“I cannot begin to imagine how painful the passing of Joao Carvalho has been for Mr. Carvalho’s family and in particular his brother, Alexandre, who was at his bedside for his brother’s final moments.  Yesterday (8 February), the Coroner returned a verdict of death by misadventure and also made some recommendations.  The absence of a National Governing Body (NGB) for MMA in Ireland is unacceptable.  All sporting organisations in Ireland are autonomous and self-governing.  The Irish Government, through its agency Sport Ireland, works with the sports NGBs, to ensure that high standards of safety and governance are understood and put into place.  It is absolutely crucial that the sports bodies do everything they can to protect the safety and welfare of their members.”

Minister Griffin added that he was disappointed with the unacceptably slow pace of progress in the case of MMA.  “It is now almost two years since Joao Carvalho’s passing.  I am terribly disappointed that there has been so little progress made on establishing appropriate governance arrangements.  My officials worked with Sport Ireland to encourage the Irish Mixed Martial Arts Association (IMMAA) here in Ireland to put appropriate governance arrangements into place.  The overwhelming majority of sporting bodies in Ireland have undertaken the hard work, with Sport Ireland, that is required to become recognised as a National Governing Body.  Sport Ireland demands excellent standards of governance, child protection and competitor safety, amongst other things, before it will formally recognise a sport.  In the case of the IMMAA, we have not seen any sign of the effort required.  Despite having made relevant experts available to the IMMAA to explore the possibility of MMA being recognised under the Irish Martial Arts Commission (IMAC, the recognised NGB for several martial arts in Ireland), no real progress has been made.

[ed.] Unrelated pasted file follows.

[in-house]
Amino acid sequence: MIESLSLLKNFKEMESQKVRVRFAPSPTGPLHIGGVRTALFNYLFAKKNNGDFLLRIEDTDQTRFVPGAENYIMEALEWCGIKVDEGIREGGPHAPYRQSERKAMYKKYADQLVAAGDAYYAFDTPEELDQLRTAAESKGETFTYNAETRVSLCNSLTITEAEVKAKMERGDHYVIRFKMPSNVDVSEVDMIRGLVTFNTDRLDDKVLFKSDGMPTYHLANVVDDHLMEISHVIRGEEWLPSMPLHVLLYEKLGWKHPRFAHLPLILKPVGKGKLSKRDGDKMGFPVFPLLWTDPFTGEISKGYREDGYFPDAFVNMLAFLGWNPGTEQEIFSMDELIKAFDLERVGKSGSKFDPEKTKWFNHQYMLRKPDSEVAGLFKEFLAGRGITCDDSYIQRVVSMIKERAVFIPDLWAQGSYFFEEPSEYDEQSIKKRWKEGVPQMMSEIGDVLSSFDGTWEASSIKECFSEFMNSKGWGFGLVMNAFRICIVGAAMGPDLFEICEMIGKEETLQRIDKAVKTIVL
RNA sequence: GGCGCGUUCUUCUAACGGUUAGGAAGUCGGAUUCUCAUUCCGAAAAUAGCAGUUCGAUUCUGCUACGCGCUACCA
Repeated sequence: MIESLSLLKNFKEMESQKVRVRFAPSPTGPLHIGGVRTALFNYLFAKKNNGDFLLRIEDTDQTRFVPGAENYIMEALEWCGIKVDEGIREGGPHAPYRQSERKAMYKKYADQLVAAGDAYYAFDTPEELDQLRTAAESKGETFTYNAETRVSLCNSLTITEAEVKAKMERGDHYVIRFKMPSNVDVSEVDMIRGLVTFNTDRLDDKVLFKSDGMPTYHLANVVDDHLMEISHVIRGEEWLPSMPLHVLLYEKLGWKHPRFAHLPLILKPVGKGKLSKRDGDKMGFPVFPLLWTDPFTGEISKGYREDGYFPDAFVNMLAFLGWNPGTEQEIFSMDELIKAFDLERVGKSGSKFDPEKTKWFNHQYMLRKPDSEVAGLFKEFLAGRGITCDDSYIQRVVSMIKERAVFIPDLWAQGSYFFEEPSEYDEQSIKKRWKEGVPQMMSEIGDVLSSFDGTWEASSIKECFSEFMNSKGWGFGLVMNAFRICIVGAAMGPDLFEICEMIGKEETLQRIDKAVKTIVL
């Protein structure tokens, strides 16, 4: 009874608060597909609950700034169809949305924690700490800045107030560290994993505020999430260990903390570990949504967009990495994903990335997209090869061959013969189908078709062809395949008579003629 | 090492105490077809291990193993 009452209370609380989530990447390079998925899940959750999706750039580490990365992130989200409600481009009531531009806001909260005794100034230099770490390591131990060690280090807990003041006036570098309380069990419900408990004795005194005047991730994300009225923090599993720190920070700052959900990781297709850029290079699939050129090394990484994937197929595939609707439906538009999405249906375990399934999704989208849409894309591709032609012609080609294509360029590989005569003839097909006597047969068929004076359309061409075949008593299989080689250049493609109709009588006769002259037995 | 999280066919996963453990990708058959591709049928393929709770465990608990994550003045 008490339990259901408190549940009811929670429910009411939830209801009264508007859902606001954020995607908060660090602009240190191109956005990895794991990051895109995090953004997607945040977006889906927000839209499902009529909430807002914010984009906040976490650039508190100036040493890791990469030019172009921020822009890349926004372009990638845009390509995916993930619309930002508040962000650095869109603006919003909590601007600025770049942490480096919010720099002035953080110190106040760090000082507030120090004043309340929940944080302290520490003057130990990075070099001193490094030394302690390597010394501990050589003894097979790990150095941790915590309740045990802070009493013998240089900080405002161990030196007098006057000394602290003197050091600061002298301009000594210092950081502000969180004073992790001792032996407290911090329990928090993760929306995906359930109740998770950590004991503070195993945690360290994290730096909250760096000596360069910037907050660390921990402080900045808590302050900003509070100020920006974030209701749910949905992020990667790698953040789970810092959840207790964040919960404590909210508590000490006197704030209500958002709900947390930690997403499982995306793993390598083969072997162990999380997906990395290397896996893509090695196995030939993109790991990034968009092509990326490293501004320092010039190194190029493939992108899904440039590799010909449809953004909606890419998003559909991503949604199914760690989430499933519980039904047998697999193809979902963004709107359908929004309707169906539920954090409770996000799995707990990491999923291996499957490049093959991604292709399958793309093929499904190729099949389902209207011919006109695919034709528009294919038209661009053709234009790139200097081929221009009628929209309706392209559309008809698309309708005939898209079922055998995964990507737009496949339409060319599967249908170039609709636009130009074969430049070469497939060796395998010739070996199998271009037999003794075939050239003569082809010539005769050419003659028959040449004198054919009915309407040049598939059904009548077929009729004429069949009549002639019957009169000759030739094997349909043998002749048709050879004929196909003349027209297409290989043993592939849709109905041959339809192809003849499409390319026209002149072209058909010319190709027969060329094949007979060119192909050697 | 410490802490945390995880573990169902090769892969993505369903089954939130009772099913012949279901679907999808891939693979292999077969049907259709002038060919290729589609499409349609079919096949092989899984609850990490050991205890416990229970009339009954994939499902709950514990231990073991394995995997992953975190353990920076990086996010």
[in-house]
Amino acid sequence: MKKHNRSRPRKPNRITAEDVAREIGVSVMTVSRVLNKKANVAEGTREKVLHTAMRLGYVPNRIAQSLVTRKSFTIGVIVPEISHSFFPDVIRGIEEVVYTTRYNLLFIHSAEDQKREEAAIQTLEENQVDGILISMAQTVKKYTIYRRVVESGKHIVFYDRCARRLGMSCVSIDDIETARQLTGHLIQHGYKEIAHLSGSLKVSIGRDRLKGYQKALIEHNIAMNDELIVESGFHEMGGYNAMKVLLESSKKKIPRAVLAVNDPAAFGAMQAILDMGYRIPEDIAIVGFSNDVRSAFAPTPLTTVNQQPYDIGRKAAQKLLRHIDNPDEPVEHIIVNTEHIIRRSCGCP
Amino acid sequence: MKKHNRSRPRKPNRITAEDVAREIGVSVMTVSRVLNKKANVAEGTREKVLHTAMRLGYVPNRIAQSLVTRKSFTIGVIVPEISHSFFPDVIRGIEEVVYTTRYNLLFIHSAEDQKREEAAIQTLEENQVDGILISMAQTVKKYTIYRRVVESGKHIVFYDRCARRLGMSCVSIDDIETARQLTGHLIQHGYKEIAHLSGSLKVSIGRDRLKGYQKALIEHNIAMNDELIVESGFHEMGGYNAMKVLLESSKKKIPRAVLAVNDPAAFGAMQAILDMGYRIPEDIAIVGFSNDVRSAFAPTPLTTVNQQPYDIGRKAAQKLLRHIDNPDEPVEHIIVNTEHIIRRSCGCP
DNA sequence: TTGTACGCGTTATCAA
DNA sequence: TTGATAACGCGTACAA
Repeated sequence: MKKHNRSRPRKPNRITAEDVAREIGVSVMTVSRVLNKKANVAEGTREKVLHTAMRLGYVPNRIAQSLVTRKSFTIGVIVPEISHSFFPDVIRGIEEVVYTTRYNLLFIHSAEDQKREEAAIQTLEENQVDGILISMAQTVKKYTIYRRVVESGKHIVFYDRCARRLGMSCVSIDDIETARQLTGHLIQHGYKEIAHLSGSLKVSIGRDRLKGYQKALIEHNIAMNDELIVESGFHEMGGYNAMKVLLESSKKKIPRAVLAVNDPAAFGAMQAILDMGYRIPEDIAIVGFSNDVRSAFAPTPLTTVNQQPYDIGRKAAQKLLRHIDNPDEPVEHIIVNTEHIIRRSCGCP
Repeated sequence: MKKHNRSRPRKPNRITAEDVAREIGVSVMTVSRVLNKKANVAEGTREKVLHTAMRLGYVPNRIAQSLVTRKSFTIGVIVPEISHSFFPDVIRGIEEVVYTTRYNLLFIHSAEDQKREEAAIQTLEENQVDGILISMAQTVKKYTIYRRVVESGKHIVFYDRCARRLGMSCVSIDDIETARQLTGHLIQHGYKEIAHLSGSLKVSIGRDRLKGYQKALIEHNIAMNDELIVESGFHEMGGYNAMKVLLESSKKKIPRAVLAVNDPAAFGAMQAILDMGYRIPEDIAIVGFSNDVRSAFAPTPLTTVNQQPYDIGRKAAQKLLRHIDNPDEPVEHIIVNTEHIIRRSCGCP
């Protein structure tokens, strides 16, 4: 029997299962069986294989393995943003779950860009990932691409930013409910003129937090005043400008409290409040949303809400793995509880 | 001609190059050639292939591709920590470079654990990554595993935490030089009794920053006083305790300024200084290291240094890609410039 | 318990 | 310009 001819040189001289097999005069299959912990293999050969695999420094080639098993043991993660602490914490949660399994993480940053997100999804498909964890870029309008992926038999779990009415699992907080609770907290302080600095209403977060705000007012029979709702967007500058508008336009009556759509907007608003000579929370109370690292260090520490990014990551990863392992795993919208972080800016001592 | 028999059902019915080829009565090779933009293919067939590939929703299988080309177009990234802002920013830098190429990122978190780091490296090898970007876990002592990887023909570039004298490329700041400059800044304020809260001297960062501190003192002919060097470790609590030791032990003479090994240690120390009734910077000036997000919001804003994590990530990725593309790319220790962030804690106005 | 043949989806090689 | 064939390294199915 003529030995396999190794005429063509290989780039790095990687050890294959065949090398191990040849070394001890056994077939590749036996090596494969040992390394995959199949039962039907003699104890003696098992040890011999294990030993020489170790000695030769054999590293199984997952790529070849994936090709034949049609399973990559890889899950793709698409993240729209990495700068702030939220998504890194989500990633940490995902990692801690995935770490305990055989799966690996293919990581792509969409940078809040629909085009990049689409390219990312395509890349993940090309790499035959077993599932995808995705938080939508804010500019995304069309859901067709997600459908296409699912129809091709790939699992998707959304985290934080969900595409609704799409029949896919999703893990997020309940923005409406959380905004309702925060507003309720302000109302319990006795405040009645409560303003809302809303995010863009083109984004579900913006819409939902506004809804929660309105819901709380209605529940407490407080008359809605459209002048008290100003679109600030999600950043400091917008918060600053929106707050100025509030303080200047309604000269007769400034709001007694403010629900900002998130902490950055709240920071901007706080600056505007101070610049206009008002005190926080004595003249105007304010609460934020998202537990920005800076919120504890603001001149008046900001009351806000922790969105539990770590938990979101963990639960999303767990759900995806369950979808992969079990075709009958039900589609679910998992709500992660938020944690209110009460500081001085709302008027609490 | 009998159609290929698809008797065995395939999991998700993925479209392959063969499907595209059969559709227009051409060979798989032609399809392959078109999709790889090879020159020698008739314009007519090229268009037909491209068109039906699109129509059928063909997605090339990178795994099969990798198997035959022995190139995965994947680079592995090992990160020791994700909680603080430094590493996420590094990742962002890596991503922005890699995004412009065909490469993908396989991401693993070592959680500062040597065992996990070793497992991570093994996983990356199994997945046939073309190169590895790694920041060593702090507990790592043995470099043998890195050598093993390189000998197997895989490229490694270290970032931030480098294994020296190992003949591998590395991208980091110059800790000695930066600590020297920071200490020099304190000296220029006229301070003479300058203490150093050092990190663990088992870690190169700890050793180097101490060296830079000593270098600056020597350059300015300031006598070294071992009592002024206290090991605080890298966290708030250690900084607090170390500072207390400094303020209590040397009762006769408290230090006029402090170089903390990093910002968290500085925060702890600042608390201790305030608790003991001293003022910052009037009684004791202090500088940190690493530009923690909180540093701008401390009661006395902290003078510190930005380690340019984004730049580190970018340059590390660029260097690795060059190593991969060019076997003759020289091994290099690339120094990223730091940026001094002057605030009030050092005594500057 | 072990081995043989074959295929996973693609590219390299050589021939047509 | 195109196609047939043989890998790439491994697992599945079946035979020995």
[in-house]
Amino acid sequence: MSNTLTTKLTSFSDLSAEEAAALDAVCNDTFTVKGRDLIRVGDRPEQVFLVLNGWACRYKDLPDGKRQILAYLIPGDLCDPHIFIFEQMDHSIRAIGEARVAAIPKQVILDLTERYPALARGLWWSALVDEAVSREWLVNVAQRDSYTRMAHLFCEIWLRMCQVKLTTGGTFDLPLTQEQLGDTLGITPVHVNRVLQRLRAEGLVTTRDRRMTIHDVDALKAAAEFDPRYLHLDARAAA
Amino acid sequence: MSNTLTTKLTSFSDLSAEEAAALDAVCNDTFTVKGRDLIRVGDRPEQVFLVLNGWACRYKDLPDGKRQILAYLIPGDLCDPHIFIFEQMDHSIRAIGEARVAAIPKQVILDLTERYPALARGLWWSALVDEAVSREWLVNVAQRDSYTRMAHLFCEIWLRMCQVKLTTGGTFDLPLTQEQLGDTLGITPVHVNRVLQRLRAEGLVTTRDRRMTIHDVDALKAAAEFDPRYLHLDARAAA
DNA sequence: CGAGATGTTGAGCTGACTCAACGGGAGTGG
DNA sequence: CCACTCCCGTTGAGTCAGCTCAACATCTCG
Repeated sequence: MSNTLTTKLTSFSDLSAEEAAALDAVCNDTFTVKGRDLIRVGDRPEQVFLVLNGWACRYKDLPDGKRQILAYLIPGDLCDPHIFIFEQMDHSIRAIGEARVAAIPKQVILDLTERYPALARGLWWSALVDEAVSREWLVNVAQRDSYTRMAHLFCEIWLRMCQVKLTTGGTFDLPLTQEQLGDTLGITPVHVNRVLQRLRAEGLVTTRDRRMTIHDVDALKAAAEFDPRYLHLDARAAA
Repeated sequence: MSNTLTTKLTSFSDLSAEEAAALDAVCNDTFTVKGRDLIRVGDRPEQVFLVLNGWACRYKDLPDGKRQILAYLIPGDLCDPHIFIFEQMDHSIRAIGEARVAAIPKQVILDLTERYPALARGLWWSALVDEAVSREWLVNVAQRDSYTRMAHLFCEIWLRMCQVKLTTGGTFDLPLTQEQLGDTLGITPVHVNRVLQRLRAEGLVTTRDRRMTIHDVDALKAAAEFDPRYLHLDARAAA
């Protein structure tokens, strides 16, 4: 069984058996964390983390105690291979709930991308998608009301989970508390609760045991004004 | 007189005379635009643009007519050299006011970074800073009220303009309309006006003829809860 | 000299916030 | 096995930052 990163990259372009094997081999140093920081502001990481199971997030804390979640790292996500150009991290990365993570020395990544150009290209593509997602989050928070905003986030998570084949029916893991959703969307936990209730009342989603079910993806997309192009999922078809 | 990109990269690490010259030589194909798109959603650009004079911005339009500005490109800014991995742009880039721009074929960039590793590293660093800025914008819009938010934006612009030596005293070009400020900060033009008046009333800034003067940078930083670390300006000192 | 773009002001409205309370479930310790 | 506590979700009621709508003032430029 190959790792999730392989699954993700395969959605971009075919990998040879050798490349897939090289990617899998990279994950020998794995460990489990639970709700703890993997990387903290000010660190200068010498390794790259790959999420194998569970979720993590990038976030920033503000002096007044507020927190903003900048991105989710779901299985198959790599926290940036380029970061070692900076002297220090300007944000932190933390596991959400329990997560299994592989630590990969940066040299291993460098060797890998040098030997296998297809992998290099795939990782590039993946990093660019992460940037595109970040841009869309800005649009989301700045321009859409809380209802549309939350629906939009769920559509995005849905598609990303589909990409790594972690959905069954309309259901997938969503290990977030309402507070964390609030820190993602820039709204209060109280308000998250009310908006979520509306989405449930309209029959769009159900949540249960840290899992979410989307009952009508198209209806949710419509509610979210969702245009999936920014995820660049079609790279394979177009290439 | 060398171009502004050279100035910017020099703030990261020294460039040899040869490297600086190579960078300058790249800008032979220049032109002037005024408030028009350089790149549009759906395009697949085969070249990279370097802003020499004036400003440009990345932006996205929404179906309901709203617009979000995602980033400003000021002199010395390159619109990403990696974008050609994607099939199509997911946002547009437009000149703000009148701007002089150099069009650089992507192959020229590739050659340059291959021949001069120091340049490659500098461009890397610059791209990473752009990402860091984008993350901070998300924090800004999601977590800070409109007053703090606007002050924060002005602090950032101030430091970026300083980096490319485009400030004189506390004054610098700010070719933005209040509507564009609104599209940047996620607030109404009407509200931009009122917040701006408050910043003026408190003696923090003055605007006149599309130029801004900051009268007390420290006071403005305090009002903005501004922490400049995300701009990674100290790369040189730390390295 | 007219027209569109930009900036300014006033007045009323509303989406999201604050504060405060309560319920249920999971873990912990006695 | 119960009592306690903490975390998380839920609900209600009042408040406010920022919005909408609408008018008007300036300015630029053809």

Minister Ross also said: “It appears to me that MMA leaders here in Ireland are deliberately dragging their feet on the establishment of appropriate governance and safety standards.  Today I call on the Irish Mixed Martial Arts Association (IMMAA) to do the right thing – take the steps that are required to safeguard your fighters and prevent needless injury and loss of life.  Sport Ireland stands ready to help but can only help if you are willing to ask, and if you are willing to do the right thing.”

Minister Griffin echoed those sentiments and noted the Coroner’s recommendation that, in the short-term, MMA should adopt safety standards used in professional boxing.  He welcomed the actions of Professor Daniel Healy, the Beaumont based neurosurgeon and co-founder of not-for-profit Safe MMA Ireland which was set up for the protection and safety of the Mixed Martial Arts competitors.  Minister Griffin said “I commend Professor Dan Healy for his vigilance, at his own personal cost in terms of time and money, in pursuing adequate safety standards for MMA.  His persistent efforts have resulted in a major improvement in safety standards at MMA events.  I would urge MMA leaders to formalise such safety precautions.  Such standards could and should be formally backed by MMA in Ireland through the establishment of a National Governing Body, recognised by Sport Ireland.  What is taking so long?  Only the IMMAA can answer that.”